Before I was a mother I was a Psychology student. Well, I have actually had many roles since I was a student. University seems like it was a lifetime ago. Alas, when I was in school I learned tons of information about personality disorders, brain development, child growth, grief, counselling, and several other topics under the Psychology umbrella. Any former university student knows that there is always one class that is more memorable and has had more of an impact on you than the others. For me, it was a class about human growth through life’s many stages. I had an amazing professor who really cared about the topics and she was great at promoting discussion. It was not a difficult class but I would have to say that I learned many life skills from it. One such skill that I learned is self-care.
Yes, self-care is a learned skill. Many people do not have it in them to care for themselves. We are too busy working, caring for our children, and caring for our elders. Not caring for oneself can lead to increased stress, burnout, anxiety, depression, and the list goes on.
Since I am a smart girl, I knew that I would need to have a plan to maintain my sanity (via self-care) once my baby arrived. I asked around and decided that joining a mommy support group through my local public health care centre would be a great option. Not only would it be free, but I would get to meet other new moms who lived close to me. It would be one afternoon each week that was dedicated to me.
I joined the group in the winter which was perfect, as it was too cold to do anything else. It lasted 6 weeks, over which time I discovered many new things about me and my baby, and I met some really great people. Here is what I learned:
As a new mom, you are not alone. For every confidence-lacking, terrified new mom, there are ten more in the exact same boat. We are all in this together!
Babies grow fast and develop at completely different rates. Over the 6 weeks of my mommy group, I watched all of the babies change, but each baby had different changes take place. Some babies were rolling, and some were teething. Some babies were able to comfortably have “tummy time”, while others hated it. Some babies even tried solid foods for the first time. All of the babies were born within a month of each other, yet they were all a little bit different.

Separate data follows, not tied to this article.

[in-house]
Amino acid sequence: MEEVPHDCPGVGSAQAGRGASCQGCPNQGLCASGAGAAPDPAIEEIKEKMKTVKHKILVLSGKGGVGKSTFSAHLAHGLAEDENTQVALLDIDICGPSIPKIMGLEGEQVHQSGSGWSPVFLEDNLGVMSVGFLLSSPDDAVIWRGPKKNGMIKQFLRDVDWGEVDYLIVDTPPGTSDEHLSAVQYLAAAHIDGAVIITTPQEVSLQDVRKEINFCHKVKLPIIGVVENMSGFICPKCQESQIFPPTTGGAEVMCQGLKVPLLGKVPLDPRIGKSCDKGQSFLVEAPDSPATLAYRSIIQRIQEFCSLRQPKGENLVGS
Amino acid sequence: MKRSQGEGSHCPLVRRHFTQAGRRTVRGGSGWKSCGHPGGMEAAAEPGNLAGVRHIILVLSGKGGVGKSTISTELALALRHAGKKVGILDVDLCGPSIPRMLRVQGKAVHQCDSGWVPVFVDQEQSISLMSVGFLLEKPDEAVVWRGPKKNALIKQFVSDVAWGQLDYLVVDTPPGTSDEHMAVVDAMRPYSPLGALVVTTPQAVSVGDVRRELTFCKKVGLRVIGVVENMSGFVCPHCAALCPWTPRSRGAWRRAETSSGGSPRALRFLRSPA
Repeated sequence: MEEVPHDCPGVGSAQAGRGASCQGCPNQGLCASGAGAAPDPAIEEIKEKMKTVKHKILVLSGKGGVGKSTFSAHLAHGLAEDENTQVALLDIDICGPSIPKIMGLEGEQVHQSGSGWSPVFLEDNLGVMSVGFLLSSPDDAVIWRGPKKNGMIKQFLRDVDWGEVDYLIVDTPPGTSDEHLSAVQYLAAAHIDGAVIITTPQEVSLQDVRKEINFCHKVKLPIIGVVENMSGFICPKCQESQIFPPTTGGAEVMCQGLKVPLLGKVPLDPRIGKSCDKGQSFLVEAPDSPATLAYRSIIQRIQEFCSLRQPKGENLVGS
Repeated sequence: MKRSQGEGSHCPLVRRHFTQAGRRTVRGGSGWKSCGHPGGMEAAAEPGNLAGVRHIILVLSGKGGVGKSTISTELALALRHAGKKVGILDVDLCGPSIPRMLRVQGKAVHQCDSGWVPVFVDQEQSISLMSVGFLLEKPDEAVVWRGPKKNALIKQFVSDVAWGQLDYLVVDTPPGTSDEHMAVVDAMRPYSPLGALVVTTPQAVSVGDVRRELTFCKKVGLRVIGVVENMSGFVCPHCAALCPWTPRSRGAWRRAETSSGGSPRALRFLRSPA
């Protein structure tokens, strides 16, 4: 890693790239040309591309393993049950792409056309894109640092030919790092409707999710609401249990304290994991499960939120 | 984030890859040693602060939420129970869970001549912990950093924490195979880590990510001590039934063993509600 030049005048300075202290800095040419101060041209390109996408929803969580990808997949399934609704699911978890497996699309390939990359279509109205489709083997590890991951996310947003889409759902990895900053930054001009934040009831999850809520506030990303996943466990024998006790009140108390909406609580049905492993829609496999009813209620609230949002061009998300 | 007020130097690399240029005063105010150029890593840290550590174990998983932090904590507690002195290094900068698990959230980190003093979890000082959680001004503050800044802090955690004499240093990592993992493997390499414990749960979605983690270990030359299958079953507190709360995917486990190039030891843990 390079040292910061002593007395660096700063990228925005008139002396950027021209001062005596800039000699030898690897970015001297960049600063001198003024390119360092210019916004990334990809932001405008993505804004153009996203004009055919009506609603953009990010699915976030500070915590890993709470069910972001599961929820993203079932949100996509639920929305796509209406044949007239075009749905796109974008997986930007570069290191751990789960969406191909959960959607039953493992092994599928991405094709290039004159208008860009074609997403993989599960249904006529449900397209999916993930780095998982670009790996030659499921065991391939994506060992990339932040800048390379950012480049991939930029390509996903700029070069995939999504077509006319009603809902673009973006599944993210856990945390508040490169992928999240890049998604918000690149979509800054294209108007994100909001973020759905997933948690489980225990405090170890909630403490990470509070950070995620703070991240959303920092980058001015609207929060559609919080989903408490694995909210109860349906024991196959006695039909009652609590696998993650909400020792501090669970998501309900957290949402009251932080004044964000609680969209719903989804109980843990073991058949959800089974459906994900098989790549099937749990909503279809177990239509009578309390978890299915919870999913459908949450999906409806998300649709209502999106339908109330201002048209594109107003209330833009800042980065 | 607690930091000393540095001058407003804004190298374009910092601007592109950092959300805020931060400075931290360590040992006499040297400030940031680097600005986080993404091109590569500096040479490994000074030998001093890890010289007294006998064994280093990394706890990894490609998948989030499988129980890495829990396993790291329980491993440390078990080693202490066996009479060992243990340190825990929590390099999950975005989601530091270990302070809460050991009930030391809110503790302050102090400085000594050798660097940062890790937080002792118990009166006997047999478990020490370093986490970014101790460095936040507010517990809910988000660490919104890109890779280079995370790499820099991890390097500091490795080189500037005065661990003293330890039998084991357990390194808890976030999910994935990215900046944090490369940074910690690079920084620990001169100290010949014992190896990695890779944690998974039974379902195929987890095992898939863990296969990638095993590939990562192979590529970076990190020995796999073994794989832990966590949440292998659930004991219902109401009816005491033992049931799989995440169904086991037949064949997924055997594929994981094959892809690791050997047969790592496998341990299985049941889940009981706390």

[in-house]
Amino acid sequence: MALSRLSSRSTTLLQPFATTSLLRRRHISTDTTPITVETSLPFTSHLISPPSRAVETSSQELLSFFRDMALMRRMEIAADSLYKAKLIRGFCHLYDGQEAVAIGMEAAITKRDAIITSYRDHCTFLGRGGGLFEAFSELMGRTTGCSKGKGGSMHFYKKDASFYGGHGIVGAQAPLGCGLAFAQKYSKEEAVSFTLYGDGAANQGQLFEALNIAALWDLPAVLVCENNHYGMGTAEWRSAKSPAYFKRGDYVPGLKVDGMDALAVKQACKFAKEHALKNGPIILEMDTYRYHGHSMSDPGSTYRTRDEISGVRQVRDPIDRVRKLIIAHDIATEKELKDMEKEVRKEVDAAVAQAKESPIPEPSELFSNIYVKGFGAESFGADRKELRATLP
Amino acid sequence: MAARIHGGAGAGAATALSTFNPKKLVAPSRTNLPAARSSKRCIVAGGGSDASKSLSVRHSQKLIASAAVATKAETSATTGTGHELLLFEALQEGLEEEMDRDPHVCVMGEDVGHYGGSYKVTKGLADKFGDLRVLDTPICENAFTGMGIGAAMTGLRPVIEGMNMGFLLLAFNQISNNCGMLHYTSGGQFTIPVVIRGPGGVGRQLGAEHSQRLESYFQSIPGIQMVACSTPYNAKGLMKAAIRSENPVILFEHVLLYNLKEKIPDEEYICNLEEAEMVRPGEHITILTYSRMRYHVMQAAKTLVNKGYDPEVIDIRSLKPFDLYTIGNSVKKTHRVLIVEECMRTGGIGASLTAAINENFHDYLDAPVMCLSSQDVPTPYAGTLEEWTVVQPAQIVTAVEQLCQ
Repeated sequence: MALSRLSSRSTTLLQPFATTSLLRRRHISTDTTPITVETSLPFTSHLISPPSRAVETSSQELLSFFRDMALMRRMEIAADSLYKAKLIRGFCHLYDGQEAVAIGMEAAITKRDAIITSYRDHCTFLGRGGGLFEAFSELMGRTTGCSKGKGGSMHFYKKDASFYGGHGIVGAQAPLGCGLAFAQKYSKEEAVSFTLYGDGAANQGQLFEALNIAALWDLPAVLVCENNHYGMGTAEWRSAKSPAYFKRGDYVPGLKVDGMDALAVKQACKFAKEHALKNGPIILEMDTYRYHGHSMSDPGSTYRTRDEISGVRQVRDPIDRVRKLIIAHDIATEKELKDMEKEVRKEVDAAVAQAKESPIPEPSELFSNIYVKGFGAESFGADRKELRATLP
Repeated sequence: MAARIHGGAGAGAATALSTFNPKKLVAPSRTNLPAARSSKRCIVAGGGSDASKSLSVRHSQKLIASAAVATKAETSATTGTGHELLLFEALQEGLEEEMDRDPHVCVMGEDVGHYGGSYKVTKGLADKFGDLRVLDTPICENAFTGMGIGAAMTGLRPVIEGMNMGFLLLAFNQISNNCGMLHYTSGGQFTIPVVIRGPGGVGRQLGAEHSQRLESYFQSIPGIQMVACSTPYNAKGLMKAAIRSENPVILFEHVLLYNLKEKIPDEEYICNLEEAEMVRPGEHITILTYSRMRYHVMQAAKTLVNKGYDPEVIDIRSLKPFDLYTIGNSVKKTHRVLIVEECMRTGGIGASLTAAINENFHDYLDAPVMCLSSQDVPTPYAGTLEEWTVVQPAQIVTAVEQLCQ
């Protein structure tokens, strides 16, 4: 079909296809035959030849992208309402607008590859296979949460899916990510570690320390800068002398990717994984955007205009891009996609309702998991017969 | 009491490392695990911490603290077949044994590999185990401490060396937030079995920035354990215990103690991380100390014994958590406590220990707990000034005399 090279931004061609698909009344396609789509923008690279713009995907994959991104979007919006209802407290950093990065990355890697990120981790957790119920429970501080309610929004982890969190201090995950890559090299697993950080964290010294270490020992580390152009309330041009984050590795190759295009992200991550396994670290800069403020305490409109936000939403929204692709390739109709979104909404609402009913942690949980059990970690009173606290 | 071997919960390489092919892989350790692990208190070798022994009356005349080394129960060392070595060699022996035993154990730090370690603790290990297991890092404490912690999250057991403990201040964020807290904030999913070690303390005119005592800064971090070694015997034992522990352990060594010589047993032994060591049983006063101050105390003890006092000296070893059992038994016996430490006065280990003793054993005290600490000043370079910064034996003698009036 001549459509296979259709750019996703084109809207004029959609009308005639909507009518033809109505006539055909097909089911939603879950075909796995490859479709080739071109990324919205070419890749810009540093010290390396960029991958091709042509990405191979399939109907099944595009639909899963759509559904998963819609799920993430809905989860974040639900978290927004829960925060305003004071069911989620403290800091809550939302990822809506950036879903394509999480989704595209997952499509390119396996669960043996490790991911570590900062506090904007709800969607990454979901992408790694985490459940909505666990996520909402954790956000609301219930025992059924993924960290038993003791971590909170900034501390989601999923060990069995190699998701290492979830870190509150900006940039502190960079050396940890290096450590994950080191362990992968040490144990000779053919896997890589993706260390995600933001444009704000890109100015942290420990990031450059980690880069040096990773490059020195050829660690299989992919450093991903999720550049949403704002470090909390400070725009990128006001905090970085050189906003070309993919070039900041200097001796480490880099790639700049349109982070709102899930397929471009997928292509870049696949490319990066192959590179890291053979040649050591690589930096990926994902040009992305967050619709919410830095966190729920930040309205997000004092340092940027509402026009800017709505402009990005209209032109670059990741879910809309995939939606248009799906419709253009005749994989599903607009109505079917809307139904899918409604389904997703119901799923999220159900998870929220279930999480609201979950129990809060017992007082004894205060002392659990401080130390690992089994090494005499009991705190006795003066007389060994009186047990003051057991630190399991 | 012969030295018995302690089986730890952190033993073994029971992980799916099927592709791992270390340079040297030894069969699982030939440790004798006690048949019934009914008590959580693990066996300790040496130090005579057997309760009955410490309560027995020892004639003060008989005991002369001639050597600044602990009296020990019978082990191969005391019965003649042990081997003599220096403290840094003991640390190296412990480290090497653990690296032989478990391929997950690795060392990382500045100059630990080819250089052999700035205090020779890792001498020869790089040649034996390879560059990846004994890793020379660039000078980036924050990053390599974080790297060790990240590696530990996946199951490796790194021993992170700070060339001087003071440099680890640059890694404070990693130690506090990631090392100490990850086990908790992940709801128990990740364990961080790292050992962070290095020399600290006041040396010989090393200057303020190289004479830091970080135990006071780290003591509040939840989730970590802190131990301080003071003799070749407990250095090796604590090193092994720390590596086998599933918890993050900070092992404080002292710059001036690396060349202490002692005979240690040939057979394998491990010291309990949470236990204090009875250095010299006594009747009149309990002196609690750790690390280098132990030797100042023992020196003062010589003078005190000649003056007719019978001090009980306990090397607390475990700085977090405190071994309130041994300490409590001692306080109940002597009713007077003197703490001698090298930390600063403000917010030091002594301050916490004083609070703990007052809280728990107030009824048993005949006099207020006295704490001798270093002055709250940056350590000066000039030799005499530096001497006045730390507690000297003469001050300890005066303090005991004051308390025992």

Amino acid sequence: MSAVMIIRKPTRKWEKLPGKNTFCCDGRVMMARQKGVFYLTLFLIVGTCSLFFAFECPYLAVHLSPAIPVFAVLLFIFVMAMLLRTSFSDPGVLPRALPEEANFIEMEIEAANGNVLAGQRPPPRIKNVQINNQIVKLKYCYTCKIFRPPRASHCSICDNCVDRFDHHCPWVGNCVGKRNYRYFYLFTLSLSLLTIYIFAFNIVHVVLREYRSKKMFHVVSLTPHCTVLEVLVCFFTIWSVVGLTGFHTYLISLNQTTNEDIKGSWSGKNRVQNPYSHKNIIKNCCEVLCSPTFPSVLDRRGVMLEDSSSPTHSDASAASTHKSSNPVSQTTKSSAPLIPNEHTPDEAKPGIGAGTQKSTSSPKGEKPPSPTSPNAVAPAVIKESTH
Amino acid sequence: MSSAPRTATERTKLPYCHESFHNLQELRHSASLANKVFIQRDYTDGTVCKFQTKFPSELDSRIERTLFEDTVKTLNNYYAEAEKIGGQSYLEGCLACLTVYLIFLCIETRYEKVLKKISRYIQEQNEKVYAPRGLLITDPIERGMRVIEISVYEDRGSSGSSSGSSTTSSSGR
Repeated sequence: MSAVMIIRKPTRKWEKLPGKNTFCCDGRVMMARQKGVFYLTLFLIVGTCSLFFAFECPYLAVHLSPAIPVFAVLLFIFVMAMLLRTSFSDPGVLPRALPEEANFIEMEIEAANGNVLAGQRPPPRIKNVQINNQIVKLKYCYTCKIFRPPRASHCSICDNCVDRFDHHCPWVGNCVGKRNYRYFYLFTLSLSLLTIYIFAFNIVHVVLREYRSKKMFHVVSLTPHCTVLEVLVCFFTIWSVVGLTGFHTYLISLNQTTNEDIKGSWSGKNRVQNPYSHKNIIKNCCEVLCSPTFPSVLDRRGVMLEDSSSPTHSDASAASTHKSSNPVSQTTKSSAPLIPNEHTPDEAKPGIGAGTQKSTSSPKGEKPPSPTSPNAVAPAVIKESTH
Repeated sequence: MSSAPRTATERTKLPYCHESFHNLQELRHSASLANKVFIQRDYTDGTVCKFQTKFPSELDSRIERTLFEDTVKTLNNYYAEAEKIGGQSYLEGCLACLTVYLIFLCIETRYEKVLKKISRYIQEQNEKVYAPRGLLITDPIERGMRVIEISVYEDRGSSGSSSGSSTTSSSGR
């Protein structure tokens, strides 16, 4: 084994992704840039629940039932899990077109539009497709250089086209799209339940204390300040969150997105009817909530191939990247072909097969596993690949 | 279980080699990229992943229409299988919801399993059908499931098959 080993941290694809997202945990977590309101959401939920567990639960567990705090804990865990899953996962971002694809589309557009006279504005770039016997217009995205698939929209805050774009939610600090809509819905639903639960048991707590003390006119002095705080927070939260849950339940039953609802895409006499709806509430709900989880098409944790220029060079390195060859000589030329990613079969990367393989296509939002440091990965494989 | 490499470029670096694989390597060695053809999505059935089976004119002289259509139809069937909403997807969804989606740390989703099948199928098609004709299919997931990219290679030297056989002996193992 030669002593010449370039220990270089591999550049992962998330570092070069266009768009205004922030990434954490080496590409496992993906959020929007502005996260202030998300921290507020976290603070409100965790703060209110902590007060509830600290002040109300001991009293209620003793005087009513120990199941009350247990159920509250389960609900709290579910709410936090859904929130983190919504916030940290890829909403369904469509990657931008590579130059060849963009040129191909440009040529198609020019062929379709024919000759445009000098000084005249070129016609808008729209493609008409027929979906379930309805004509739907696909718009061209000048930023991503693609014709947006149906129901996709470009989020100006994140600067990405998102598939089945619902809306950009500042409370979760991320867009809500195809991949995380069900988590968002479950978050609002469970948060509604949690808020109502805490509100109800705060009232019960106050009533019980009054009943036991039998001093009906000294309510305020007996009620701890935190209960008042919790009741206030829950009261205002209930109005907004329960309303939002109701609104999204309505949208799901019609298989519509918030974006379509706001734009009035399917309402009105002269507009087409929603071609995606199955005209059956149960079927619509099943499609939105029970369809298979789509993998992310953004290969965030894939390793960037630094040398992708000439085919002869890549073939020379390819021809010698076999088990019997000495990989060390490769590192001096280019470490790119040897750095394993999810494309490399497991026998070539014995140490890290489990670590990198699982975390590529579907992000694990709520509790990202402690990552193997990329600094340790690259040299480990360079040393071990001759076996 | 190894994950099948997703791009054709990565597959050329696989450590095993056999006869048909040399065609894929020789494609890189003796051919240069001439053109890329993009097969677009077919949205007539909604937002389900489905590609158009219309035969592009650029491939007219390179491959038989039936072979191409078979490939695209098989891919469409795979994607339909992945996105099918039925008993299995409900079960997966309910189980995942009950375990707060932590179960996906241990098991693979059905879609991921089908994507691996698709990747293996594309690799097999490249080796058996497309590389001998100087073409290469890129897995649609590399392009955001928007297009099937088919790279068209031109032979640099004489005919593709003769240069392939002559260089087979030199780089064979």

There are many different parenting styles. Not one of them is the correct way, and not one of them is the wrong way. They are just different. It was neat to learn different techniques from the other moms. If my way was not working it was easy to ask around and get new ideas.
Sleeping is a common concern for every mom. If there was one topic that was common among all of us (and during every class), it was that we were all tired beyond belief and we wanted to learn how to get our babies to sleep better. It was nice to know that we had common ground in at least one area.
Women are amazing. I knew this already. But what was fascinating was everyone’s stories. We all endured one of the toughest things we will ever do in life, and we made it out to share our experiences. Everyone came from different cultures, careers, and overall lifestyles. Some were planning to have children and others were surprised to find they were pregnant. Some had children easily and some struggled. No matter what, we all supported each other.
Becoming friends with complete strangers is not hard. Even though the official mommy group ended, we decided to stick with it and plan our own outings. We now meet at cafes, play places, or each others’ homes. When it is warmer we can go for more walks, meet at parks, go to the zoo, etc.
Taking care of yourself will ultimately make you a better mom. I left each class feeling empowered and supported. In turn, I did not feel like I was overwhelmed and I knew that I had many sounding boards just a text message away if I was feeling frustrated, helpless, or if I just needed some quick advice. You cannot overestimate the power of a group.
Overall, I would recommend a mommy support group to any mom, not necessarily new moms. After all, baby number two will come with its own concerns. You can find support groups privately through social networking, or you can call your local health centre like I did. Regardless of which type of group you choose, you will gain knowledge and probably meet some great people. Make sure you take care of yourself! You are useless to your baby if you are overstressed. Cheers!